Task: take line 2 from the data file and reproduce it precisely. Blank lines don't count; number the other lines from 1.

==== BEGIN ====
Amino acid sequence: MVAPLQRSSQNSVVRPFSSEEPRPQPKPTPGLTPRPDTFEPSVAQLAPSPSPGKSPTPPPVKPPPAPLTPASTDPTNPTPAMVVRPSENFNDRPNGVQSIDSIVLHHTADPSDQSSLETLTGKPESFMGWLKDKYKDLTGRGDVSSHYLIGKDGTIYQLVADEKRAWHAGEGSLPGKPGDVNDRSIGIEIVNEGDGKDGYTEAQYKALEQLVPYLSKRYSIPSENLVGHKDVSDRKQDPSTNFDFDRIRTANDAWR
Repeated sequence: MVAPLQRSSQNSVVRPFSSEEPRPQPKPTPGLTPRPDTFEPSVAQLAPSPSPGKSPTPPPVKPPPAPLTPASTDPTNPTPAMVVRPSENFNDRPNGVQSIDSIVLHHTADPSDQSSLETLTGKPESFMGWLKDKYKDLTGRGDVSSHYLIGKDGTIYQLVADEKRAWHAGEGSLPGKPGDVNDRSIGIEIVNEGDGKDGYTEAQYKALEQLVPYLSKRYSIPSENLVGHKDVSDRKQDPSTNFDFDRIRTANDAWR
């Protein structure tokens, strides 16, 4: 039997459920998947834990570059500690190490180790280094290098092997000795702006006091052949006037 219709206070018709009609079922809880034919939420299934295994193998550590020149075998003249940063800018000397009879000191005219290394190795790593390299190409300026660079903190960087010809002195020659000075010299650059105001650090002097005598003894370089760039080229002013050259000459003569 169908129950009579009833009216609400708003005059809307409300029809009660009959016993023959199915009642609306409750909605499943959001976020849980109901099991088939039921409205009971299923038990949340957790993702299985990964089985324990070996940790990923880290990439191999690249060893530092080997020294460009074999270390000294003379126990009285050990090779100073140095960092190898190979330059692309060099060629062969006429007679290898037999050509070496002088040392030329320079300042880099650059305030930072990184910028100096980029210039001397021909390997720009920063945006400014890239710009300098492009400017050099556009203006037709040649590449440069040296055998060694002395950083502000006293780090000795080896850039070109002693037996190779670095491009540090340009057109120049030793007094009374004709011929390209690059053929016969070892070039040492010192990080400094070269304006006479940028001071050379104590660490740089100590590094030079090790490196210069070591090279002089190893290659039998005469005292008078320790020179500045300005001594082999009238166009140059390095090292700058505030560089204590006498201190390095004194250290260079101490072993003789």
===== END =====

Repeated sequence: MVAPLQRSSQNSVVRPFSSEEPRPQPKPTPGLTPRPDTFEPSVAQLAPSPSPGKSPTPPPVKPPPAPLTPASTDPTNPTPAMVVRPSENFNDRPNGVQSIDSIVLHHTADPSDQSSLETLTGKPESFMGWLKDKYKDLTGRGDVSSHYLIGKDGTIYQLVADEKRAWHAGEGSLPGKPGDVNDRSIGIEIVNEGDGKDGYTEAQYKALEQLVPYLSKRYSIPSENLVGHKDVSDRKQDPSTNFDFDRIRTANDAWR